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The Hindu: Protect crop diversity to feed all, says expert

The Hindu reports on Marie Haga’s lecture at the invitation of the M.S. Swaminathan Research Foundation.

Ms. Haga, a former politician from Norway, was in Chennai on Friday to deliver the millennium lecture on ‘Feeding a growing world — despite climate change,’ at the invitation of the M.S. Swaminathan Research Foundation. 

While the U.S. is delighted that it has 1,000 varieties of apples, Marie Haga, executive director of the Global Crop Diversity Trust, has a different take on it. “A hundred years ago, the U.S. had 7,100 varieties. Now they have only 1,000 varieties. I tell them they have lost 6,100 varieties. You never know, these varieties might have had genetic traits that could have made them resistant to heat or pests or diseases,” she said.

Ms. Haga, a former politician from Norway, was in Chennai on Friday to deliver the millennium lecture on ‘Feeding a growing world — despite climate change,’ at the invitation of the M.S. Swaminathan Research Foundation.

She said agriculture was facing its “most profound challenge ever in 10,000 years” with the global population reaching 7 billion and agricultural production steadily declining. When in another decade the world adds another one billion people, there would be a 15 per cent drop in production of food. “If the temperature rises by one degree, the yield of rice will fall by 10 per cent. So if by the World Bank statistics, the temperature rises by three or four degrees, then the challenge is even greater,” Ms. Haga said.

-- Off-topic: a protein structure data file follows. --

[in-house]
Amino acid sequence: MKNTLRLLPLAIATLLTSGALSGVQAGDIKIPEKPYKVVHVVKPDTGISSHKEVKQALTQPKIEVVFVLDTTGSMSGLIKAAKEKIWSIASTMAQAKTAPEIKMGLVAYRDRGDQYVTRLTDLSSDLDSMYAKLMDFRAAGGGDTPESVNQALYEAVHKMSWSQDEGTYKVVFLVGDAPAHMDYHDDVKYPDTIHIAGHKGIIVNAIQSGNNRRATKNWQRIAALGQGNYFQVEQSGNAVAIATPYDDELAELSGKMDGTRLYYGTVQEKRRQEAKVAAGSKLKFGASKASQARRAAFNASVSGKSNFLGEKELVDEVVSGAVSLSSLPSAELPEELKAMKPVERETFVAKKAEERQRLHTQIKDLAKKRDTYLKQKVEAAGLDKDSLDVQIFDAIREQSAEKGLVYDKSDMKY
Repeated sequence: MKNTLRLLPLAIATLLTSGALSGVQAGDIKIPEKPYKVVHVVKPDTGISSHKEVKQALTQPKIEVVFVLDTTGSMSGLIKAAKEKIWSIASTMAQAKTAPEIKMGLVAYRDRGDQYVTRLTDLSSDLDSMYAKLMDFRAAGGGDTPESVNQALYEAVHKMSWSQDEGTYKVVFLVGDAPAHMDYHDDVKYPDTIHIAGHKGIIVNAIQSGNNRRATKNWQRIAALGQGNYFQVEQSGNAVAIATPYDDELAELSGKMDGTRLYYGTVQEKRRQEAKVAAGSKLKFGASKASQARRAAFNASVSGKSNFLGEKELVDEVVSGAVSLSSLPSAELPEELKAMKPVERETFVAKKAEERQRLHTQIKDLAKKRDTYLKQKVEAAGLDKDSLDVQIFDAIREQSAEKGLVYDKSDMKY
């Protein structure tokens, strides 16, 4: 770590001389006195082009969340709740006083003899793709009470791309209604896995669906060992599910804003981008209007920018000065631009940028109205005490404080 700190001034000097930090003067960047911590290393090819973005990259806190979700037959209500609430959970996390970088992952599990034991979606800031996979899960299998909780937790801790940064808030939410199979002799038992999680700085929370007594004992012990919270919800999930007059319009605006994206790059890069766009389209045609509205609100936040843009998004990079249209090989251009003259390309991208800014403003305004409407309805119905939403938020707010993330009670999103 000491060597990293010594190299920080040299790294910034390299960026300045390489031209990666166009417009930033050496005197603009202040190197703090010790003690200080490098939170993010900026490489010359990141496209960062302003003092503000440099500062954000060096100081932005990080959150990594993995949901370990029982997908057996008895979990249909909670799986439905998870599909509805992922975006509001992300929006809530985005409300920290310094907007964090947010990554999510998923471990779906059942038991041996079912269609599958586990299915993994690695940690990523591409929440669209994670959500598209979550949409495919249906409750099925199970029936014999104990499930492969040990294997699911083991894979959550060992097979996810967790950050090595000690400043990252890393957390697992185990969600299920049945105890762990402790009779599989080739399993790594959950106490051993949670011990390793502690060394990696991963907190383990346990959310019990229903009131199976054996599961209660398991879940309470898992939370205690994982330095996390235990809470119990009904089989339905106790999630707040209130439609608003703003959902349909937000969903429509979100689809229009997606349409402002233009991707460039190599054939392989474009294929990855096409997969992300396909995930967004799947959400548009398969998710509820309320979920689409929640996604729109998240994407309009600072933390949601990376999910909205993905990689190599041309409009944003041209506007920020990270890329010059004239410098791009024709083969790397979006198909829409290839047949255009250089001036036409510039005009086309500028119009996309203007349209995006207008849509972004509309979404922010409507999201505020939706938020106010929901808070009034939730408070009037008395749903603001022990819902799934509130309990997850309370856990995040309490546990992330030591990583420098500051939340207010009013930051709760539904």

The challenge can be met if governments worked to preserve their crop diversity. The way forward was to not only preserve the diversity but also to store copies of these diverse varieties in a gene pool for the common good.

In an interview to The Hindu, she explained how the concept worked. “When Canada developed its heat-resistant wheat variety, the input came from 30 different countries.” It is for this purpose that the Trust is seeking India’s support. “We don’t own any seeds but we fund the collection of seeds. We have done so for maize and wheat. India is important because it has a tremendous biodiversity,” she said. “Crops like pigeon pea, cucumber, egg plant have their origins in India. The point is where the plant originates, there lies the greatest variety. When you search for a specific trait you may find it in the place the crop originated,” she explained.

The only way to protect and increase production was to protect the diversity of crops. “When we lose diversity we lose options for the future. One key measure to increase productivity is to look at better varieties of seeds,” Ms. Haga said. 

The Trust is only interested in creating a gene pool of various varieties of crops and does not take a stand on the issue of genetic modification of crops. Also, “the idea is not to steal the seeds but to create a pool into which countries can delve as and when the need arises,” Ms. Haga said.

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